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Cisco Systems' Tag Switching Architecture Overview (RFC2105)

IP.com Disclosure Number: IPCOM000002659D
Original Publication Date: 1997-Feb-01
Included in the Prior Art Database: 2000-Sep-13
Document File: 11 page(s) / 31K

Publishing Venue

Internet Society Requests For Comment (RFCs)

Related People

Y. Rekhter: AUTHOR [+5]

Abstract

This document provides an overview of a novel approach to network layer packet forwarding, called tag switching. The two main components of the tag switching architecture - forwarding and control - are described. Forwarding is accomplished using simple label-swapping techniques, while the existing network layer routing protocols plus mechanisms for binding and distributing tags are used for control. Tag switching can retain the scaling properties of IP, and can help improve the scalability of IP networks. While tag switching does not rely on ATM, it can straightforwardly be applied to ATM switches. A range of tag switching applications and deployment scenarios are described.

This text was extracted from a ASCII document.
This is the abbreviated version, containing approximately 9% of the total text.

Network Working Group Y. Rekhter

Request for Comments: 2105 B. Davie

Category: Informational D. Katz

E. Rosen

G. Swallow

Cisco Systems, Inc.

February 1997

Cisco Systems' Tag Switching Architecture Overview

Status of this Memo

This memo provides information for the Internet community. This memo

does not specify an Internet standard of any kind. Distribution of

this memo is unlimited.

IESG Note:

This protocol is NOT the product of an IETF working group nor is it a

standards track document. It has not necessarily benefited from the

widespread and in depth community review that standards track

documents receive.

Abstract

This document provides an overview of a novel approach to network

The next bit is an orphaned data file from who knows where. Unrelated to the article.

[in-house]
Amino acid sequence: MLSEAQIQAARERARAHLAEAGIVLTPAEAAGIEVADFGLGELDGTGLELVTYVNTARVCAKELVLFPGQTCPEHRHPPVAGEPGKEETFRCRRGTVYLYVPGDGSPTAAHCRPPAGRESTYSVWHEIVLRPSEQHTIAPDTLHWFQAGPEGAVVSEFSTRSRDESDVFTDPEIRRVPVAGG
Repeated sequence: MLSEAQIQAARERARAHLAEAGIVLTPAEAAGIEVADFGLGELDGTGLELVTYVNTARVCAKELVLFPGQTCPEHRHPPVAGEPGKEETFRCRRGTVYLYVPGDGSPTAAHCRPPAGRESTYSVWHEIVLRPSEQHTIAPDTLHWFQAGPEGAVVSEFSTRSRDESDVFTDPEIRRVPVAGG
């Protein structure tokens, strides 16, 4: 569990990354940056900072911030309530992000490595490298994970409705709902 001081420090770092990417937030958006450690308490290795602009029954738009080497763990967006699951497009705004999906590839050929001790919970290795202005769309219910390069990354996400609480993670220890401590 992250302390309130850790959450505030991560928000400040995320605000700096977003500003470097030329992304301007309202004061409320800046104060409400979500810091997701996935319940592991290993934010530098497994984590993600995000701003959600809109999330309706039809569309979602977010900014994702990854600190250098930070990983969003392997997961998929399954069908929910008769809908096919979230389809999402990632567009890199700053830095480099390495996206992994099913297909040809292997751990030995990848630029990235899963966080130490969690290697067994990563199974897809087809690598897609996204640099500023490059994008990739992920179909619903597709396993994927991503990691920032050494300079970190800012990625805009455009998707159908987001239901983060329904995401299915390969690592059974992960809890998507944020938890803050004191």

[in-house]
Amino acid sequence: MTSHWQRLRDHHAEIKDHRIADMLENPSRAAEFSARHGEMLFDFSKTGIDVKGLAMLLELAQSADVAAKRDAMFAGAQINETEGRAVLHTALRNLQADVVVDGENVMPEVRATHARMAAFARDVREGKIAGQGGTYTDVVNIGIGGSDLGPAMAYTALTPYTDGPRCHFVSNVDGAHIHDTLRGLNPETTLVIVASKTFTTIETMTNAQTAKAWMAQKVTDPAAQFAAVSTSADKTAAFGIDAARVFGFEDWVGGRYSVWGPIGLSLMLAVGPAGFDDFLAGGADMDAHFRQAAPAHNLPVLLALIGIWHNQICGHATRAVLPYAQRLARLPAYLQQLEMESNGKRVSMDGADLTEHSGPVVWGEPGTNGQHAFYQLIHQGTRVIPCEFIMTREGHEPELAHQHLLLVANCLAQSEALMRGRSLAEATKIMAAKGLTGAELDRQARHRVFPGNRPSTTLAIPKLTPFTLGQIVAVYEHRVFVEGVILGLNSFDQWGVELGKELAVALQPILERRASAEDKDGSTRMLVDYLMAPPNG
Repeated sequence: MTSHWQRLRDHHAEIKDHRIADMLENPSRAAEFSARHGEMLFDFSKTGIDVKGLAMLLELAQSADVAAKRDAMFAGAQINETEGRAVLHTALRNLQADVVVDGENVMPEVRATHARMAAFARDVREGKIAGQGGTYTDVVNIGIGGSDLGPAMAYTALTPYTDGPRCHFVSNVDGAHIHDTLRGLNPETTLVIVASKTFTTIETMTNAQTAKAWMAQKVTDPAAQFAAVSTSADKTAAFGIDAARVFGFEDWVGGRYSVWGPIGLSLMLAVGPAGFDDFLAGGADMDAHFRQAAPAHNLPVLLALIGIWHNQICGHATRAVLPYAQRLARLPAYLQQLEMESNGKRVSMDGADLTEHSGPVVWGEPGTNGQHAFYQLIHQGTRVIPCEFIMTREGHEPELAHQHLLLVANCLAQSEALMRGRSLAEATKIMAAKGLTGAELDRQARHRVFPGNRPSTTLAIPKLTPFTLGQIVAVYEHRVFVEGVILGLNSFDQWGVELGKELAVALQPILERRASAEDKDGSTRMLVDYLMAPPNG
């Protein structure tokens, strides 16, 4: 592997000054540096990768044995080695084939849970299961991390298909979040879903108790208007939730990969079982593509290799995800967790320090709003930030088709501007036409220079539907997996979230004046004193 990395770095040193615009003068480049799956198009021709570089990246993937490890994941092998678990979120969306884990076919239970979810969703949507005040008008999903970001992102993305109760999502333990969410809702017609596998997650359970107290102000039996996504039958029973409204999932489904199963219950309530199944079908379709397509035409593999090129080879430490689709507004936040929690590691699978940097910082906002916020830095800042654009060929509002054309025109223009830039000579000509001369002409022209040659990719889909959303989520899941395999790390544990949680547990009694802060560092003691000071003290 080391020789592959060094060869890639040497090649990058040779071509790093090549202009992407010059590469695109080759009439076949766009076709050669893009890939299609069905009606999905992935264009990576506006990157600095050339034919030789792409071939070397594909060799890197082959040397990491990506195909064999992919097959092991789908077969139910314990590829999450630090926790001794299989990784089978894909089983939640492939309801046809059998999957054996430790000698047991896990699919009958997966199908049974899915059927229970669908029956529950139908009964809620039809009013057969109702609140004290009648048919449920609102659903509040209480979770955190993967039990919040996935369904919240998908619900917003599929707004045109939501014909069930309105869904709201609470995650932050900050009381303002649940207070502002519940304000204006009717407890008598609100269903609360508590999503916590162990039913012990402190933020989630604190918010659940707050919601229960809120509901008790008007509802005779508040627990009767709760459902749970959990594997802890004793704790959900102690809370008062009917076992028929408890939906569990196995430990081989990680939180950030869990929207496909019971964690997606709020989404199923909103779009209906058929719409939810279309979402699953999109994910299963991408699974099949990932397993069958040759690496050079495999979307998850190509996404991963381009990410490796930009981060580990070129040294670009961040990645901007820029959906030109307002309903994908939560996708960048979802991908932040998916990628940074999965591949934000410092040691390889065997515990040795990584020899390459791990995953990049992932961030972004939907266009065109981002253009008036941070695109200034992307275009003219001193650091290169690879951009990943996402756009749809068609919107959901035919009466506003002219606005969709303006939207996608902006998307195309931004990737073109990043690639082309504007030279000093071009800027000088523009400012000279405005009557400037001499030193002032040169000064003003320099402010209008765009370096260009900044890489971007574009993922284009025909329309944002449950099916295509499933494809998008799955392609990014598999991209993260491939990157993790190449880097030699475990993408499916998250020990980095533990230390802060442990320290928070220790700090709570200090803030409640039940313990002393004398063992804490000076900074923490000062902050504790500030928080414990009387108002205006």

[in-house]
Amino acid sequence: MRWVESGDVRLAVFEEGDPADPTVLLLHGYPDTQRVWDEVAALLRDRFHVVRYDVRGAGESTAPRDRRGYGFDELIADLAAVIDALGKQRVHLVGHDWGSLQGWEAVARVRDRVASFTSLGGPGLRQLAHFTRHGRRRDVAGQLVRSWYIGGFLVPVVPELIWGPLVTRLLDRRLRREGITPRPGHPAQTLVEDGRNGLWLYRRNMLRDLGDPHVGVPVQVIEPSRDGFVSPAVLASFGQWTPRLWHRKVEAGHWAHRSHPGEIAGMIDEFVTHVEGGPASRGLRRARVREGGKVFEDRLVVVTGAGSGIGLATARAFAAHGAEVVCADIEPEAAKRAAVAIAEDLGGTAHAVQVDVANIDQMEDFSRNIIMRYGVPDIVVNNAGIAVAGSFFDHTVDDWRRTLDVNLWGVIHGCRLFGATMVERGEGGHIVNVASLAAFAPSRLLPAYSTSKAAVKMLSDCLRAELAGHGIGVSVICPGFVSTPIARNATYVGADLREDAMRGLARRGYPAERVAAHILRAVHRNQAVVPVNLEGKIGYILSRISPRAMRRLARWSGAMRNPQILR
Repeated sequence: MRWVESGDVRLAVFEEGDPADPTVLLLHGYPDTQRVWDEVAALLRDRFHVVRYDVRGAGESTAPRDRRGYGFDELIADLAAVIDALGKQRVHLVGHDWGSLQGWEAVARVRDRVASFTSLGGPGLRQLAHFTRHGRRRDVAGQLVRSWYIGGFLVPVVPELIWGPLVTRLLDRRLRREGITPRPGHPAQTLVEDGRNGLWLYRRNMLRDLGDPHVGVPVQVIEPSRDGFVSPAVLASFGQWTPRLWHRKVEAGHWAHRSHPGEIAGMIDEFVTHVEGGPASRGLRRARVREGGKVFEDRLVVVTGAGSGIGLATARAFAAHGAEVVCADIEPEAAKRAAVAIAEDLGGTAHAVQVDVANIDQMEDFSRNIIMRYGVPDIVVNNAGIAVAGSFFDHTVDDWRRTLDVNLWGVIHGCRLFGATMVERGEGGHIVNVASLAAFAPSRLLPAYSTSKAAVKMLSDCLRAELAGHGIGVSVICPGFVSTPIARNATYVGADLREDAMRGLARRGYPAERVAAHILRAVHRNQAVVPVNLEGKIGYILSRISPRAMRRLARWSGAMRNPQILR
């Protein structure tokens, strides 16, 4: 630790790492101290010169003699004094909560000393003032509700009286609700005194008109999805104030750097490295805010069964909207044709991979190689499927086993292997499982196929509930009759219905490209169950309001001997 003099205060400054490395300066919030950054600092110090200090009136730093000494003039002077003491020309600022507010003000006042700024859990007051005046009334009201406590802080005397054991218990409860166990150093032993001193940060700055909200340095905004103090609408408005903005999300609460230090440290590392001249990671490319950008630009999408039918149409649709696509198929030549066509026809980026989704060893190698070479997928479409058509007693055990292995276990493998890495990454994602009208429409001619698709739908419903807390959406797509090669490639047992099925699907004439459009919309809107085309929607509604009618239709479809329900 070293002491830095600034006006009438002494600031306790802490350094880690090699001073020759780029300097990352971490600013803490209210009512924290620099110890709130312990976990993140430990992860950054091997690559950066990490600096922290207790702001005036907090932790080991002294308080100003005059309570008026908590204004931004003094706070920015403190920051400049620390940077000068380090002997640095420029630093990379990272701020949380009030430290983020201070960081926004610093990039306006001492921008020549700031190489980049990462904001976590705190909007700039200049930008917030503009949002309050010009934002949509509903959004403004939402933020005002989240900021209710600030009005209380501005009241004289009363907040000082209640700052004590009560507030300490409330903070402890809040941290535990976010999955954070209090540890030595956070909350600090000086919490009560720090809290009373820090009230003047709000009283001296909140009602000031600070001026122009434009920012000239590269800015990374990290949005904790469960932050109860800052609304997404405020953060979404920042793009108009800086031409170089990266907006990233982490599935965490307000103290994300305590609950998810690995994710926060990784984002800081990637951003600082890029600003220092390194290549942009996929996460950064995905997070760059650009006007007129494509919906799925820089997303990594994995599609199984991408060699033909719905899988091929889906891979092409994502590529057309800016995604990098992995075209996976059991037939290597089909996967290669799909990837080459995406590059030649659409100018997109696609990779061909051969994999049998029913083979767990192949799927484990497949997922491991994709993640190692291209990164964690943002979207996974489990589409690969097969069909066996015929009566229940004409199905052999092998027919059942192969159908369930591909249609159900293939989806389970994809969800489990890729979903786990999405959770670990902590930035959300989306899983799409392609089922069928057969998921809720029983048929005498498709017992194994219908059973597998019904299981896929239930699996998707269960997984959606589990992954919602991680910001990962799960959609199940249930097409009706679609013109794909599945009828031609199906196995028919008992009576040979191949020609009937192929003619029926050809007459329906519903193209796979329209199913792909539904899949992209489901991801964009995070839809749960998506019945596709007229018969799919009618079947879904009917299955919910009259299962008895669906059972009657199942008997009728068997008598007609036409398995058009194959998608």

layer packet forwarding, called tag switching. The two main

components of the tag switching architecture - forwarding and

control - are described. Forwarding is accomplished using simple

label-swapping techniques, while the existing network layer routing

protocols plus mechanisms for binding and distributing tags are used

for control. Tag switching can retain the scaling properties of IP,

and can help improve the scalability of IP networks. While tag

switching does not rely on ATM, it can straightforwardly be applied

to ATM switches. A range of tag switching applications and deployment

scenarios are described.

Table of Contents

1 Introduction ........................................... 2

2 Tag Switching components ............................... 3

3 Forwarding component ................................... 3

3.1 Tag encapsulation ...................................... 4

4 Control component ...................................... 4

4.1 Destination-based routing .............................. 5

4.2 Hierarchy of routing knowledge ......................... 7

4.3 Multicast .............................................. 8

4.4 Flexible routing (explicit routes) ..................... 9

5 Tag switching with ATM ................................. 9

6 Quality of service ..................................... 11

7 Tag switching migration strategies ..................... 11

8 Summary ................................................ 12

9 Sec...